Bacteria That Stand Up and Walk
Now, UCLA researchers and their colleagues have found that during the initial stages of biofilm formation, bacteria can actually stand upright and "walk" as part of their adaptation to a surface.
"Bacteria exist in two physiological states: the free-swimming, single-celled planktonic state and the surface-mounted biofilm state, a dense, structured, community of cells governed by their own sociology," said Gerard Wong, a professor of bioengineering at the UCLA Henry Samueli School of Engineering and Applied Science and at the California NanoSystems Institute at UCLA.
"Bacteria in biofilms are phenotypically different from free-swimming bacteria even though they are genomically identical. As part of their adaptation to a surface and to the existence of a community, different genes are turned up and down for bacteria in biofilms, leading to drastically different behavior," he said.
What enables this upright walking are appendages called type IV pili, which function as the analog of legs. What's more, walking allows P. aeruginosa to move with trajectories optimized for surface exploration, so that they can forage more effectively. The upright orientation is also the first step in surface detachment for bacteria.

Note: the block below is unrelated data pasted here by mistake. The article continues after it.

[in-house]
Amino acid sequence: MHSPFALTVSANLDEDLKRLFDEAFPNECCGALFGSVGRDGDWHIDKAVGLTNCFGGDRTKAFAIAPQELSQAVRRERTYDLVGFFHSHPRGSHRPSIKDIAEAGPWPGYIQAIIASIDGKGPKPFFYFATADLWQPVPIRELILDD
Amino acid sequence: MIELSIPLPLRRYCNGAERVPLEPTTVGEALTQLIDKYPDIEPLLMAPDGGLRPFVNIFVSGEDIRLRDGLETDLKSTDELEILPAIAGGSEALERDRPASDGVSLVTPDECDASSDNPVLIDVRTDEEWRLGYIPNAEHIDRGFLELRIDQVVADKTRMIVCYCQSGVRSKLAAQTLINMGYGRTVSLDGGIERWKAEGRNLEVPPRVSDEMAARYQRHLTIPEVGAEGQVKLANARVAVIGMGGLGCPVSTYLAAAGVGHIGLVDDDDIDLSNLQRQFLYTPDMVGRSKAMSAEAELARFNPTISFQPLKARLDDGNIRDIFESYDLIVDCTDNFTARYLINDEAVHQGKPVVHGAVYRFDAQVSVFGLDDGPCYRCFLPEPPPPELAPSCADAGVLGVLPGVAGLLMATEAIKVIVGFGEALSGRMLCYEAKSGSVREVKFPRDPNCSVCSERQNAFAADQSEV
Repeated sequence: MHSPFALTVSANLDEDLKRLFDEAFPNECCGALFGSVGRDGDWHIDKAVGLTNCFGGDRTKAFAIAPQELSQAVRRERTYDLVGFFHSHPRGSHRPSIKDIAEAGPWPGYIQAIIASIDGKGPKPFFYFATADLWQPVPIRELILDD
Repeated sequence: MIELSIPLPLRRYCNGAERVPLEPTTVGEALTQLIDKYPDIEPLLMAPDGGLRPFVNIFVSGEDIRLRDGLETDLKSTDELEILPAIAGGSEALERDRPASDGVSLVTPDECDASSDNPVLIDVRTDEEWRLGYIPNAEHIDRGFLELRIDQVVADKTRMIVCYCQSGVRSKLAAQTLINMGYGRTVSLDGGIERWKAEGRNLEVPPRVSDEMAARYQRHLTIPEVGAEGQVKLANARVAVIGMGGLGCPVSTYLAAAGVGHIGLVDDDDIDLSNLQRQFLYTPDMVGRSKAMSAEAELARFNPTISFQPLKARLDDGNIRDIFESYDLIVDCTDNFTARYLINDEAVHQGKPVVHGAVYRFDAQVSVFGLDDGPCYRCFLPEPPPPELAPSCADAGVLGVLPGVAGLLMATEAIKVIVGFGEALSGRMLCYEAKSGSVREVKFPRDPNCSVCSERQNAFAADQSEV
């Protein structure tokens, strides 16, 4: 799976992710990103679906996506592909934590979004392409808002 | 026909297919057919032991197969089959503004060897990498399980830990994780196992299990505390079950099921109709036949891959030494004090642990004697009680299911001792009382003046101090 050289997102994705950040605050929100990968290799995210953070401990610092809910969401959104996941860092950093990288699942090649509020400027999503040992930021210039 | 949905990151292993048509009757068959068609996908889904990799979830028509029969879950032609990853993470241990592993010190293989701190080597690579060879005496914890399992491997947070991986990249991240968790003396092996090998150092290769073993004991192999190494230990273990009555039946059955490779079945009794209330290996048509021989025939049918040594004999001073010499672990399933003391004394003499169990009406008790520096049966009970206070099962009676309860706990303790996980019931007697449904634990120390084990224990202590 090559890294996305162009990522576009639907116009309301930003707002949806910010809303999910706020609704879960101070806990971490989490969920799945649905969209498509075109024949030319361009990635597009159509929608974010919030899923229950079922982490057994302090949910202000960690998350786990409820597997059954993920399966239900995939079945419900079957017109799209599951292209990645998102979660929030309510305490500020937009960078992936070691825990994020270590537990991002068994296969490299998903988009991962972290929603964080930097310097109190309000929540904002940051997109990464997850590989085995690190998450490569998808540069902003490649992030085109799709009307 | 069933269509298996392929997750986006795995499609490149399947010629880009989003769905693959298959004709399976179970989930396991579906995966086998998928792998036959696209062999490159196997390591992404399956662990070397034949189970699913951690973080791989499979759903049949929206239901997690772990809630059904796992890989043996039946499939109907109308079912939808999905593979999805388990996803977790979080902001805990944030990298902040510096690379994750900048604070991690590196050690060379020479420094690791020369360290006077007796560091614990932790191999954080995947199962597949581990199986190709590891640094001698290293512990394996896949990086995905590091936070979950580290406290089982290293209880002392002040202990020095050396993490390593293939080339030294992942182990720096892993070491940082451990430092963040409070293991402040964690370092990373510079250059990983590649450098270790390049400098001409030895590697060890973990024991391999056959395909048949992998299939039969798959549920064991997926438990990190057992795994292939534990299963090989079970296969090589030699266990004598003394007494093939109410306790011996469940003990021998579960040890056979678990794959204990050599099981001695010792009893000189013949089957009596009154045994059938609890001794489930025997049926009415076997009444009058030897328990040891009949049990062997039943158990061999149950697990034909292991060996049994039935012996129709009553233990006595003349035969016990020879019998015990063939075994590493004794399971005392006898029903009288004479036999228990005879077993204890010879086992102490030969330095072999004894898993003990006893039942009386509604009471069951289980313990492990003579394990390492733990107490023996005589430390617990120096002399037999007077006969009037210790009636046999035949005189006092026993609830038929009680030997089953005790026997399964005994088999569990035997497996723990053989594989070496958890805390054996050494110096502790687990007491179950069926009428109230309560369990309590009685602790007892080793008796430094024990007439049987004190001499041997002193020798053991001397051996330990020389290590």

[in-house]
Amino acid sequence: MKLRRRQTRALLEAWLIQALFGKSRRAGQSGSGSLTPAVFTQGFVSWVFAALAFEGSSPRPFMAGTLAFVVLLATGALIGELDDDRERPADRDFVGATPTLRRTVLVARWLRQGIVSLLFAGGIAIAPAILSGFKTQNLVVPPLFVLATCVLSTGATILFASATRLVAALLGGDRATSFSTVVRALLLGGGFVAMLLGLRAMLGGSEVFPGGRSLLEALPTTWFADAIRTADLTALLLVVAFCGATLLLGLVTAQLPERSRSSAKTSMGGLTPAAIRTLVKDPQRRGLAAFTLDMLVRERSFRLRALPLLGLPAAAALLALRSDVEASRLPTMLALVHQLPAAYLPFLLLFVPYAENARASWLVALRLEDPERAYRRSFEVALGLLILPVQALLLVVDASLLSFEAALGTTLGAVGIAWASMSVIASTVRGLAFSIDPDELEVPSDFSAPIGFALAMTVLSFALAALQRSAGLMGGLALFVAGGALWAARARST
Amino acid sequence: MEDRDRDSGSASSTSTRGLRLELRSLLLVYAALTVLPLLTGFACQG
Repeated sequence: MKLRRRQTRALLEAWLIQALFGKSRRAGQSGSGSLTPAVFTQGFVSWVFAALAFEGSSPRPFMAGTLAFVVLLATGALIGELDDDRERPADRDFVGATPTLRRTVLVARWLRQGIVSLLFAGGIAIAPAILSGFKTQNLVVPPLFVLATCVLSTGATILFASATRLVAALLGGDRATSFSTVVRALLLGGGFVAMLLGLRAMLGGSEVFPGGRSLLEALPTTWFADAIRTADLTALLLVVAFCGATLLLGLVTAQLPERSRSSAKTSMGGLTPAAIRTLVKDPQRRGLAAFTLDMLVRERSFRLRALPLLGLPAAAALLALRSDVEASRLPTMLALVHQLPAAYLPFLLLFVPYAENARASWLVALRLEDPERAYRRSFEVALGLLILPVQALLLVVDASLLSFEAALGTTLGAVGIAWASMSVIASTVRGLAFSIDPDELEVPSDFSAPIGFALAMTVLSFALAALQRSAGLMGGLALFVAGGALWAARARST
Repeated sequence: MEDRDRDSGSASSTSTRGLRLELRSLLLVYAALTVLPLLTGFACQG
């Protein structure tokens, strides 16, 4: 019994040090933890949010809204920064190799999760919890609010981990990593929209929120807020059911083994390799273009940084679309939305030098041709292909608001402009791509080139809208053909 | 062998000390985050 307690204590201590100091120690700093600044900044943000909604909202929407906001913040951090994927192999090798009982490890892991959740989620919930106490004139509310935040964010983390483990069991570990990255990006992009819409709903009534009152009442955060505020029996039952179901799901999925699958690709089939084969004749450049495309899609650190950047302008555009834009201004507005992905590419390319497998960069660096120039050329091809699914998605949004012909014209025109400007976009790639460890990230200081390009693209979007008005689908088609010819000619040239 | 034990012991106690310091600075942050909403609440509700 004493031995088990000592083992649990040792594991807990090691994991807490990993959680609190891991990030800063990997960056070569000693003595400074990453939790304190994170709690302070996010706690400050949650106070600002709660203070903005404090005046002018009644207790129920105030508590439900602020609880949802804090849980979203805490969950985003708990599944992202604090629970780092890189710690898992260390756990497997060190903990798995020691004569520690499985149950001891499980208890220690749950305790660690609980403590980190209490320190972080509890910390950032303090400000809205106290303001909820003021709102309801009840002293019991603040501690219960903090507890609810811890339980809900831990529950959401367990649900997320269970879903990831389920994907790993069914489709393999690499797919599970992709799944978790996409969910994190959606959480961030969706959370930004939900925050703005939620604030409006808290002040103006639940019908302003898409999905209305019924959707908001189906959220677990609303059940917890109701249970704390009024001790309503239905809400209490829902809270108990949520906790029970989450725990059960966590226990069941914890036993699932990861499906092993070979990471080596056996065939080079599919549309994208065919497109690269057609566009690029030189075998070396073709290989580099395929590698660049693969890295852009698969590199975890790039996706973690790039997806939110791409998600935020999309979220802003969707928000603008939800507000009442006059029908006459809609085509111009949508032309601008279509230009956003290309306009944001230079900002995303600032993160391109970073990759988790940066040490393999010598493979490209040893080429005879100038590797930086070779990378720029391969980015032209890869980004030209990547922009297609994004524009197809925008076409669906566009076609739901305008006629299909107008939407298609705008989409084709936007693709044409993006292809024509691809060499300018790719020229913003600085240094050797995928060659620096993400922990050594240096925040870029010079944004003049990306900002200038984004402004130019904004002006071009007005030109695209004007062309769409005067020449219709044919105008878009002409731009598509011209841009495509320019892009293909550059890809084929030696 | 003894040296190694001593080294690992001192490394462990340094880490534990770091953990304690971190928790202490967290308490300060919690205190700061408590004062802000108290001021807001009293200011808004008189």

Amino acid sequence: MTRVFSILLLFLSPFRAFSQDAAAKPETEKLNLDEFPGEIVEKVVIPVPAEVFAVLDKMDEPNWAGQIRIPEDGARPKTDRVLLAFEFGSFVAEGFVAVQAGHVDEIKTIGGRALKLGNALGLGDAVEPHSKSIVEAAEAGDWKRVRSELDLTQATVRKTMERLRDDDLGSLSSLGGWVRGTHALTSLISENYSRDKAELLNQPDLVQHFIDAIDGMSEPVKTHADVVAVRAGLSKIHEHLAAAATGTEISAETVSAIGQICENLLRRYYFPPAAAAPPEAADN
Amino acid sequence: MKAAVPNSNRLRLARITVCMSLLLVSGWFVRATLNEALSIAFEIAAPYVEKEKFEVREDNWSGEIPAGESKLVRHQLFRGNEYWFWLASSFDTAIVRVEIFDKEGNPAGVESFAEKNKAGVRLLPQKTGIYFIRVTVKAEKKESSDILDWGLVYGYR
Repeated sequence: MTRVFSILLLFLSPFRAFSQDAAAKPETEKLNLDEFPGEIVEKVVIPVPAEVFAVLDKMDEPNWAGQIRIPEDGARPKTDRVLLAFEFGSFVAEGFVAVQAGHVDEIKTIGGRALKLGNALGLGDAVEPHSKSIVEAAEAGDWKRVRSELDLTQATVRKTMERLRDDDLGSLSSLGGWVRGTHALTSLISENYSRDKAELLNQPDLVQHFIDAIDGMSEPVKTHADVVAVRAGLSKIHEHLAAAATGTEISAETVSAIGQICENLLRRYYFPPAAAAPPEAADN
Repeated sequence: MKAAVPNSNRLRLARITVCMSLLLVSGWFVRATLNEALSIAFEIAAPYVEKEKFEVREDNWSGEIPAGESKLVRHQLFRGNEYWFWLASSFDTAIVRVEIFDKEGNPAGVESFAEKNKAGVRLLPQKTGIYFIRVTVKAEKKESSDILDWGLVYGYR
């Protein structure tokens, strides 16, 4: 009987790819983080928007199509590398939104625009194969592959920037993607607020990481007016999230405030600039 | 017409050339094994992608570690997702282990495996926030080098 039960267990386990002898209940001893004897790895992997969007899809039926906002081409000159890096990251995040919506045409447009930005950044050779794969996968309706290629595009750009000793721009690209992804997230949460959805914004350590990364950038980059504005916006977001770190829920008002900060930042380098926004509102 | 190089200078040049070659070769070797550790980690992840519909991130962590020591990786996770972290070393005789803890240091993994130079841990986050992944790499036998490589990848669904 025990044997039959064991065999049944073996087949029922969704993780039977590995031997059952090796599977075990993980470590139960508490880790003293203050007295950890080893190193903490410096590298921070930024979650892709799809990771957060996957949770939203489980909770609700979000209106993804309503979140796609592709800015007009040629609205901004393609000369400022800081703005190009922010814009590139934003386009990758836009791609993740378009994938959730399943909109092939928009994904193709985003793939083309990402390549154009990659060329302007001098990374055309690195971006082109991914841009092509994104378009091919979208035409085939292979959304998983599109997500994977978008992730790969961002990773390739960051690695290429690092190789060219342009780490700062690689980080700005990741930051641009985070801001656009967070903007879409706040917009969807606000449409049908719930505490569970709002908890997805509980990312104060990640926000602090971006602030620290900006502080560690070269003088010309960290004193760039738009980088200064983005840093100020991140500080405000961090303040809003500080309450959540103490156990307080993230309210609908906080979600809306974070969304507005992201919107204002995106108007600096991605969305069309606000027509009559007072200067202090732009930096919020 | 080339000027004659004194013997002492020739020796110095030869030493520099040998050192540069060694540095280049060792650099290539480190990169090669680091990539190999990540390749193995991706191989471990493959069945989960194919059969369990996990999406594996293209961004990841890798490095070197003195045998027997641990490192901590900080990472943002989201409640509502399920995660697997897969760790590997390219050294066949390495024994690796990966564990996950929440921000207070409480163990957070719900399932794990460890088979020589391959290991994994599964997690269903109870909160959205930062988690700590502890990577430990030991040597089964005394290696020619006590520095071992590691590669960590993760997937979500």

"We've shown that vertical orientation plays a critical role in key life-cycle events: vertically oriented bacteria can more readily detach from surfaces, allowing them to spread and disperse effectively," said Jacinta Conrad, a former postdoctoral researcher with Wong's group and an assistant professor of chemical and biomolecular engineering at the University of Houston. "Our unique contribution is to directly relate single-cell behavior to specific events in the bacterial life cycle and thereby show how single-cell motility influences biofilm morphology."
The research team was able to develop a series of search engines and computer programs that use particle-tracking algorithms to quantitatively analyze time-lapse microscopy movies of bacterial motion on surfaces.
"Moreover, we make sense of this mountain of information using search engine–based approaches. This represents a big advance in the way microscopes are used."
The work was conducted in collaboration with a research group at the University of Notre Dame led by Joshua Shrout, an assistant professor in the department of civil engineering and geological sciences and at the Eck Institute for Global Health. Their study provides new information about the evolutionary history of biofilms, which may be useful for astrobiologists studying these durable organisms. Astrobiologists have long studied biofilms because these bacterial colonies are thought to have been present in the early history of life. Studying biofilms can help us understand the role they may have played in the evolution of Earth's biosphere, and can also help us identify chemical evidence left behind by ancient biofilms.